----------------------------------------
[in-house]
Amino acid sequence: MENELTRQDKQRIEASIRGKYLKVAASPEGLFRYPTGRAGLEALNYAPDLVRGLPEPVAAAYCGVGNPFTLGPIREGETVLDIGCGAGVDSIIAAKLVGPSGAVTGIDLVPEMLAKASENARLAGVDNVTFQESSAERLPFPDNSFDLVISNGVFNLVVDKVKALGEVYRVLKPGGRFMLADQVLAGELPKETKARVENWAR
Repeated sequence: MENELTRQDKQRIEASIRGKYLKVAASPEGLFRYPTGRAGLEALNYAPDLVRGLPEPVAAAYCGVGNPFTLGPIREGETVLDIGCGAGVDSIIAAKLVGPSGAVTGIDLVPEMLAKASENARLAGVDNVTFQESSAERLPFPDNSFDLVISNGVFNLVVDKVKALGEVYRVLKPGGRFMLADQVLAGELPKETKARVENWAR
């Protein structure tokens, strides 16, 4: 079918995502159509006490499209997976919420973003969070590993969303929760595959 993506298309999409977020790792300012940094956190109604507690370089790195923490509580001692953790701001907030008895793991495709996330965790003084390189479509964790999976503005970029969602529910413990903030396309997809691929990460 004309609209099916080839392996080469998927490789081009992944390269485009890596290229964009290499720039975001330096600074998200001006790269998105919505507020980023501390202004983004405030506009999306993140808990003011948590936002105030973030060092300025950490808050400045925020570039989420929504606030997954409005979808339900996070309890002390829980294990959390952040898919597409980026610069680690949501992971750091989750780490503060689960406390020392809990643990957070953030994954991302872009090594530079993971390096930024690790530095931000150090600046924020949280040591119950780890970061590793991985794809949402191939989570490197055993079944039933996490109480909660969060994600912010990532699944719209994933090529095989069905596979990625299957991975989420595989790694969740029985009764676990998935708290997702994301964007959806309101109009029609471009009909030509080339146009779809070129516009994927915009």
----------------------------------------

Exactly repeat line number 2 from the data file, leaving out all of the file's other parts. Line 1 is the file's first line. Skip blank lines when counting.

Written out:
Amino acid sequence: MENELTRQDKQRIEASIRGKYLKVAASPEGLFRYPTGRAGLEALNYAPDLVRGLPEPVAAAYCGVGNPFTLGPIREGETVLDIGCGAGVDSIIAAKLVGPSGAVTGIDLVPEMLAKASENARLAGVDNVTFQESSAERLPFPDNSFDLVISNGVFNLVVDKVKALGEVYRVLKPGGRFMLADQVLAGELPKETKARVENWAR